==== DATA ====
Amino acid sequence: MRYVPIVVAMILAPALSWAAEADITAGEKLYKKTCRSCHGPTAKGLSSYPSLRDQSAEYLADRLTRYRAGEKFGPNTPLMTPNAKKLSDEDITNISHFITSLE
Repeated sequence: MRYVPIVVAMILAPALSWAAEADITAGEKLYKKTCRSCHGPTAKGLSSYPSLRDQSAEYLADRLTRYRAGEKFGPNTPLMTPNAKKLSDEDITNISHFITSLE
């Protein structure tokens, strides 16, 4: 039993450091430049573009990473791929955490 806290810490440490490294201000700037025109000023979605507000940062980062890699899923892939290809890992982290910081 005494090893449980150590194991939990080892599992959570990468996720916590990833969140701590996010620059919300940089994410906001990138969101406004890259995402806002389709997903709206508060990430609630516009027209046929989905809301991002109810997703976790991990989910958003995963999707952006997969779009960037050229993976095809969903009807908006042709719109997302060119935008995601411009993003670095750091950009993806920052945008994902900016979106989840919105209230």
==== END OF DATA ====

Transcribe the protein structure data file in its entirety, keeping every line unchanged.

Amino acid sequence: MRYVPIVVAMILAPALSWAAEADITAGEKLYKKTCRSCHGPTAKGLSSYPSLRDQSAEYLADRLTRYRAGEKFGPNTPLMTPNAKKLSDEDITNISHFITSLE
Repeated sequence: MRYVPIVVAMILAPALSWAAEADITAGEKLYKKTCRSCHGPTAKGLSSYPSLRDQSAEYLADRLTRYRAGEKFGPNTPLMTPNAKKLSDEDITNISHFITSLE
């Protein structure tokens, strides 16, 4: 039993450091430049573009990473791929955490 806290810490440490490294201000700037025109000023979605507000940062980062890699899923892939290809890992982290910081 005494090893449980150590194991939990080892599992959570990468996720916590990833969140701590996010620059919300940089994410906001990138969101406004890259995402806002389709997903709206508060990430609630516009027209046929989905809301991002109810997703976790991990989910958003995963999707952006997969779009960037050229993976095809969903009807908006042709719109997302060119935008995601411009993003670095750091950009993806920052945008994902900016979106989840919105209230």